Seriously, every time Veronica opened her mouth, I knew I was going to roll my eyes. I don’t remember her being so intolerable in the first book…but in this one, she was like Hermione Granger from Hell and, as much as I love her, Hermione was already pretty annoying sometimes. And if that wasn’t bad enough, she happens to be stunningly gorgeous…but not at all interested in clothes or young men or anything of the kind! (Sophie’s sister Henry also grows up to be very pretty over the course of the novel, but she is—of course—is a stereotypical tomboy. Surprise.)
Veronica’s “Greatest Hits” (
mostly unrelated to women):
“Don’t say ‘Anschluss.’ It’s not a union, it’s an invasion.”
(By and large, the people of Austria—or at least of Vienna—welcomed German troops by lining the streets and cheering. Just saying. And apparently she speaks German now!)
“Well, it fell open to that idiotic Romeo and Juliet. And then the even more idiotic Taming of the Shrew. So I kept flipping pages until I came to something based on actual history.”
Bashing Shakespeare is so edgy!
“I simply recited to myself the names of all the British kings and queens, in chronological order, starting with Egbert…whenever I came to a new dynasty, I’d say out loud, ‘Gosh!’ or ‘Really?’ When I reached the House of Windsor…I did them all again, backwards, with the dates of their reigns.”
Veronica, what are you, a teenage girl or an encyclopedia? For fuck’s sake, am I really supposed to take that seriously? Sure, I can list out the British monarchs, too (mostly because I was a history major), but backwards by the dates of their reigns? I rolled my eyes so hard.
“And, as if that wasn’t bad enough, he asked if I was a Catholic!” “Are you?” said Kick. “I didn’t know that!” “I most certainly am not!” said Veronica. “I’m an atheist!”
Yes, ladies and gents, this princess, raised in almost complete isolation in the 1920s and 30s with virtually no world experience is a radical feminist, a communist, and an atheist, and she proclaims these things loudly. Is it any wonder she got shot? Twice? Not that those were particularly impressive or convincing parts of the plot, either.
Meanwhile, Toby’s homosexuality is not only accepted as an only slightly problematic quirk, but he becomes very much a token gay character in this book. I’ve known a fair number of gay men in my life, and none of them were as terrible flibbertigibbets as Toby. It drove me crazy. Toby is pretty and he knows it; he’s somewhat effeminate, but all the girls who meet him want to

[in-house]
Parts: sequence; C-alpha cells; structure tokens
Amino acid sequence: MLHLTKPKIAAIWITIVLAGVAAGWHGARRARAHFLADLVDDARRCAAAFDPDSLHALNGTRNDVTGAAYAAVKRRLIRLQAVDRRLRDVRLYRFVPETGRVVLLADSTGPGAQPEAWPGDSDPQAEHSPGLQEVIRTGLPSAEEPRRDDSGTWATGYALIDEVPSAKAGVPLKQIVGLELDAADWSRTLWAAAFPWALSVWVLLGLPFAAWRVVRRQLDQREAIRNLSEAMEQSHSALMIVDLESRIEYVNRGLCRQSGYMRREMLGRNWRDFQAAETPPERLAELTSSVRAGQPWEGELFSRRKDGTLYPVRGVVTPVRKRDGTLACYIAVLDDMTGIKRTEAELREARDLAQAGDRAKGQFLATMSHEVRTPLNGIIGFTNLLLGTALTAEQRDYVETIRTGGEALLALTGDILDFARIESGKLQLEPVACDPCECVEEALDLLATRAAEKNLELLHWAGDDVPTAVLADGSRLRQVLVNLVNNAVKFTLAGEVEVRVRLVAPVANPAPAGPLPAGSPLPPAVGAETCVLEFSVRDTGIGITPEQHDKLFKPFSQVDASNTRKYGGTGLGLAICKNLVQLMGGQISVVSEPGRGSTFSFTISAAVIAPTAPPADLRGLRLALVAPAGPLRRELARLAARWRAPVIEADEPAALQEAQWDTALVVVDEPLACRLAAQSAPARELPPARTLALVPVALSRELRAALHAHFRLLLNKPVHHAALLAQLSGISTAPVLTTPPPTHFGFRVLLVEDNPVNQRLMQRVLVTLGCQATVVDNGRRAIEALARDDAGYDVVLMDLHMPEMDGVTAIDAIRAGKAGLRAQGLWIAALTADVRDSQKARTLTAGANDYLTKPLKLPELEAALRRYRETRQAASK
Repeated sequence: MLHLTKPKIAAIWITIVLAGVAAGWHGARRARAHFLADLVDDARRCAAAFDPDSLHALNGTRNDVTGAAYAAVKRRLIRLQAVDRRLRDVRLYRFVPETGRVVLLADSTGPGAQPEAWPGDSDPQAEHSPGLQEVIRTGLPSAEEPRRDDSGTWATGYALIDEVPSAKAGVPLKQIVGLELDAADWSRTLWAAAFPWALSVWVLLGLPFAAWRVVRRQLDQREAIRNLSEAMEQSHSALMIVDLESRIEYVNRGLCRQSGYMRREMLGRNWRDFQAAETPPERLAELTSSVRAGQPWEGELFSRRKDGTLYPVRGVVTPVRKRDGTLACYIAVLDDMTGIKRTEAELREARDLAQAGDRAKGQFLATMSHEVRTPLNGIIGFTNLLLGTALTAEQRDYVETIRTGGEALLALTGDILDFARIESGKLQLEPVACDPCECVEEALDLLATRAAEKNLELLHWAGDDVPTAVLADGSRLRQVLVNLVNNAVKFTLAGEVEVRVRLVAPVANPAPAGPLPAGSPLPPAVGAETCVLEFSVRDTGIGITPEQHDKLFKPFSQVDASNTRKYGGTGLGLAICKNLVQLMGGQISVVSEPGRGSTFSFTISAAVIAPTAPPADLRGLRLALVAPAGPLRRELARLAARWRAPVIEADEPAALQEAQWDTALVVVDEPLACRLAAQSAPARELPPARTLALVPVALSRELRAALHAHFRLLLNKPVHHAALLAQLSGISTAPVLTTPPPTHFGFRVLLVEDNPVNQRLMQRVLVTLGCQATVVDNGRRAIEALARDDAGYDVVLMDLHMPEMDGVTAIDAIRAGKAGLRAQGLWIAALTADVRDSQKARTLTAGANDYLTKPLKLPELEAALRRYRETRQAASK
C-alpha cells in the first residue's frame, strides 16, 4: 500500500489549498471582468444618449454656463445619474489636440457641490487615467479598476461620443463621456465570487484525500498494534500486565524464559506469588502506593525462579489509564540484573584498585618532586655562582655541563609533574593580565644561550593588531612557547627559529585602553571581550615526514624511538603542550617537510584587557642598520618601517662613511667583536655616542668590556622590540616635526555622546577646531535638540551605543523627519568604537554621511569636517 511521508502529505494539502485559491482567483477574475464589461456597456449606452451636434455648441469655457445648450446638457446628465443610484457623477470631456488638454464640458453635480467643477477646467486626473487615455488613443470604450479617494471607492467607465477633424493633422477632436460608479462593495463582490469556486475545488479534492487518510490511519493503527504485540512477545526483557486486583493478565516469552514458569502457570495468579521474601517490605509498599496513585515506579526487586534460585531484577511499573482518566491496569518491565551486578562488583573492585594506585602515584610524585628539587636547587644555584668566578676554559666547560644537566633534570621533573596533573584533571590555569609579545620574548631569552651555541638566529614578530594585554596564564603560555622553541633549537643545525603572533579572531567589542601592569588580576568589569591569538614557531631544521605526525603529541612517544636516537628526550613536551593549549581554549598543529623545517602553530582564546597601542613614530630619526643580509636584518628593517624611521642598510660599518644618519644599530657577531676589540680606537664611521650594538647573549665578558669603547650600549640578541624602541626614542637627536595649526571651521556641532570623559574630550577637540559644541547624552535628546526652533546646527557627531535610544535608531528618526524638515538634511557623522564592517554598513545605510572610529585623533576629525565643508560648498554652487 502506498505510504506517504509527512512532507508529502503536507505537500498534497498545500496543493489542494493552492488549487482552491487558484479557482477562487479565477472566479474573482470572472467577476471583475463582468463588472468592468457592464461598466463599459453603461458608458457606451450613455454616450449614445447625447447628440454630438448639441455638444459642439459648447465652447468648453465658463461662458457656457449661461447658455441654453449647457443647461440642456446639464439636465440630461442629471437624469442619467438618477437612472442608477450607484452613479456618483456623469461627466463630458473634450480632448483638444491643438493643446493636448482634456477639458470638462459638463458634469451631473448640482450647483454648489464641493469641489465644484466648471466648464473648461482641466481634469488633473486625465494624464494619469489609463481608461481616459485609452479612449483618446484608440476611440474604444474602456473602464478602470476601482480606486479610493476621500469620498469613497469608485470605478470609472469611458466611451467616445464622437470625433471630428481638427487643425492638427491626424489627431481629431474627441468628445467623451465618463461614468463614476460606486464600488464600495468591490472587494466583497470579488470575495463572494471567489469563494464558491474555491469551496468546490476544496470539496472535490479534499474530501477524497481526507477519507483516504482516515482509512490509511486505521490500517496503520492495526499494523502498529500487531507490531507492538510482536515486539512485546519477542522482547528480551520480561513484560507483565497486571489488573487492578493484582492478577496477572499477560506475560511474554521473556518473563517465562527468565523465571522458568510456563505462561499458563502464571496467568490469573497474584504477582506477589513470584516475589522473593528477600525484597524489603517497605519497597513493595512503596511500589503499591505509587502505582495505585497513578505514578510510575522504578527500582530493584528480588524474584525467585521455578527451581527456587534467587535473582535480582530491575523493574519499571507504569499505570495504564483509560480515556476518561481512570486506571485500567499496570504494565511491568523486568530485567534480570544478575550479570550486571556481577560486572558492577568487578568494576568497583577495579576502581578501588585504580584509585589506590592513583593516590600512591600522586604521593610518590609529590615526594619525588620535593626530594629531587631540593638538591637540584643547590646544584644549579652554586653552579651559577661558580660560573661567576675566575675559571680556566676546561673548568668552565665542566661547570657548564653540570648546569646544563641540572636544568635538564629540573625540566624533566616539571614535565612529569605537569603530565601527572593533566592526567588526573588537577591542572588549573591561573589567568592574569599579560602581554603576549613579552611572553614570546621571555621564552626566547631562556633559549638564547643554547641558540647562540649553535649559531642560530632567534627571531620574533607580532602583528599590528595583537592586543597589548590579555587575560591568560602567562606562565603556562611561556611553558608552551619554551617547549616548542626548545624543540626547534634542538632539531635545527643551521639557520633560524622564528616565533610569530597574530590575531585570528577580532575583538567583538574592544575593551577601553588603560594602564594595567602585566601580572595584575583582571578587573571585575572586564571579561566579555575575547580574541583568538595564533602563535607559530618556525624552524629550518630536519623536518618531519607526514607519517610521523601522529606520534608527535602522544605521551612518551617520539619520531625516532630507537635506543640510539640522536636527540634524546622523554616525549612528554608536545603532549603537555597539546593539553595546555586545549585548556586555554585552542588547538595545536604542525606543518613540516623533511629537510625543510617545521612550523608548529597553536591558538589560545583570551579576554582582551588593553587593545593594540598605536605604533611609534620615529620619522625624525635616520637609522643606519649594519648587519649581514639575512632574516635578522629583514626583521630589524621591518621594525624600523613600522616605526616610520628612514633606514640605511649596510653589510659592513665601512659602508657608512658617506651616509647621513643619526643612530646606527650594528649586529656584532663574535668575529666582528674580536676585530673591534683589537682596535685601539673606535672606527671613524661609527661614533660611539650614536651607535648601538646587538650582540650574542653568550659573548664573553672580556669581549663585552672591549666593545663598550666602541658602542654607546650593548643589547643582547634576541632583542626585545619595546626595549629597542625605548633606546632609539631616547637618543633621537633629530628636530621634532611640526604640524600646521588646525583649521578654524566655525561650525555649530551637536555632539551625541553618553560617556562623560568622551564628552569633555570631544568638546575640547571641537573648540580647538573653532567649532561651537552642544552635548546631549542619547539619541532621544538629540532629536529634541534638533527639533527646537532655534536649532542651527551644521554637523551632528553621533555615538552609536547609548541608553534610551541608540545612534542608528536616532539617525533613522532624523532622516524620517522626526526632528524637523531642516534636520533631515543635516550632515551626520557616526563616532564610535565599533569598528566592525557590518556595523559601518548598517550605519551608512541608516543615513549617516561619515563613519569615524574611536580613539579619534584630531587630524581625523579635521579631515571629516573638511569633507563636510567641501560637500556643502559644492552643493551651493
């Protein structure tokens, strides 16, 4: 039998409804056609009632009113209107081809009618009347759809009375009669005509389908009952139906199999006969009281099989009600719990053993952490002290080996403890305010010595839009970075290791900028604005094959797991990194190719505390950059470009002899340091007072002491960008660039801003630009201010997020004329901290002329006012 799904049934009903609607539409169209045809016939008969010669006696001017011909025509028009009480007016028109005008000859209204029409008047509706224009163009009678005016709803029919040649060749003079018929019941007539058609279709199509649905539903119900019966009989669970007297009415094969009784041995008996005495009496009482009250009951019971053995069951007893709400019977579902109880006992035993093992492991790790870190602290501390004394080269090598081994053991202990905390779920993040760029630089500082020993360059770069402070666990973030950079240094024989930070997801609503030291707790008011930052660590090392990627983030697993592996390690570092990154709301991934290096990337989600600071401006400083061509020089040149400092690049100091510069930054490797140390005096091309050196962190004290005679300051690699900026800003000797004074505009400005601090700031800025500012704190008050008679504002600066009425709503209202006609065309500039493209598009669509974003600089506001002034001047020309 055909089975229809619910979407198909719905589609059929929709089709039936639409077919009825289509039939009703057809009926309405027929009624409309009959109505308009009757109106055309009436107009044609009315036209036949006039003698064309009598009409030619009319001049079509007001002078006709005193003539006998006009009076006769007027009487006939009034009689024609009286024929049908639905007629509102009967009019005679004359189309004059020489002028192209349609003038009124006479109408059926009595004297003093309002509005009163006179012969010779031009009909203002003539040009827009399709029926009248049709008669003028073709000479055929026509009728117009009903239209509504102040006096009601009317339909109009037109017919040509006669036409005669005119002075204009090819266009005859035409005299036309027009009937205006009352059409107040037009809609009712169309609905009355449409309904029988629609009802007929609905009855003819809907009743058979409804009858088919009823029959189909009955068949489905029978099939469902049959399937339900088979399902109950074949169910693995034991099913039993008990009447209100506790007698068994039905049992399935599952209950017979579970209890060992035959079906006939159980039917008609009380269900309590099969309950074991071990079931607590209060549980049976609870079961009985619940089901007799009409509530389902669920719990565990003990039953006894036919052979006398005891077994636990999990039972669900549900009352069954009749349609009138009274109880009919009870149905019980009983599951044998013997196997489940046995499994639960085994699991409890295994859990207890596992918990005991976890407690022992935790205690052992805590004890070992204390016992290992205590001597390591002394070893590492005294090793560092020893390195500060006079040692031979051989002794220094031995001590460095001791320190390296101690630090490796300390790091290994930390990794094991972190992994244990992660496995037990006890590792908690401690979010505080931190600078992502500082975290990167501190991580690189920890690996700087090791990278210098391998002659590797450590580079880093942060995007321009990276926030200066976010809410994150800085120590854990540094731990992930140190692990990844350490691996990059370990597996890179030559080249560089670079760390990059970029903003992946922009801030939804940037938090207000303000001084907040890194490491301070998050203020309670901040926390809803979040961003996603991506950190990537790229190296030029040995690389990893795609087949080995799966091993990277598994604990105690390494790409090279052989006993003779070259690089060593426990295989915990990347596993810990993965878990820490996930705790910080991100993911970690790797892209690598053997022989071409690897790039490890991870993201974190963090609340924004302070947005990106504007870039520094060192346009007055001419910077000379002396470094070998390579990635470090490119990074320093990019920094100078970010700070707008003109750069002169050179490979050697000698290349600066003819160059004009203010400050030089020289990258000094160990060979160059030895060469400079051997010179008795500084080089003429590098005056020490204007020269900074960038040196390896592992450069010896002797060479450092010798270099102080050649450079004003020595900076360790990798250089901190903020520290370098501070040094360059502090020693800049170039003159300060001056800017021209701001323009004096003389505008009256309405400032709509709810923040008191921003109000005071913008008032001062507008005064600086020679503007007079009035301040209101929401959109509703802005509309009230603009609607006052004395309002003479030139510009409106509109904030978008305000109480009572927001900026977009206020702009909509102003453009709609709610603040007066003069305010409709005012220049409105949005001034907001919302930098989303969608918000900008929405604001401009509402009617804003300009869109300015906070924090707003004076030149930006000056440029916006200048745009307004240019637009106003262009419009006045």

screw marry him. (Did I mention that he’s impossibly sweet and charming, too?) Oh, and the boy pines over is his own cousin (on whom also Sophie also happens to have a crush—of course!) Toby’s sexuality really begins to overshadow whatever personality he already had, and I found that especially frustrating.
Sophie herself was supposedly shy and plain and she’s never met more than twenty people in her entire life before moving to England, but also suddenly “Machiavellian”? Hey, don’t look at Michelle Cooper, she’s just trying to fill the demand for Strong Female Characters!
All of the characters seemed English. They’re even confused for English people by the Kennedys (those silly, ignorant Americans!). They’re accepted into English society without any effort on their parts. I kept forgetting they weren’t English myself.
To sum up: I, sadly, agree with another review in which the reviewer said they weren’t sure what they liked so much about the first book—the characters or the setting—until they read this one.
Hint: it’s the setting.
Removed from isolated, whimsical island kingdom of Montmaray that made the first novel so charming, The FitzOsbornes in Exile drags its feet. Its characters are reduced to one or two personality traits, and its plot is so all over the place that it seems non-existent. It’s not only the worst kind of middle book in a trilogy; it’s also one of the worst kinds of historical fiction.
I’m severely disappointed in Michelle Cooper, and my opinion of the first book has, unfortunately, also dropped a little, too. At this point, I may or may not suffer through the final book.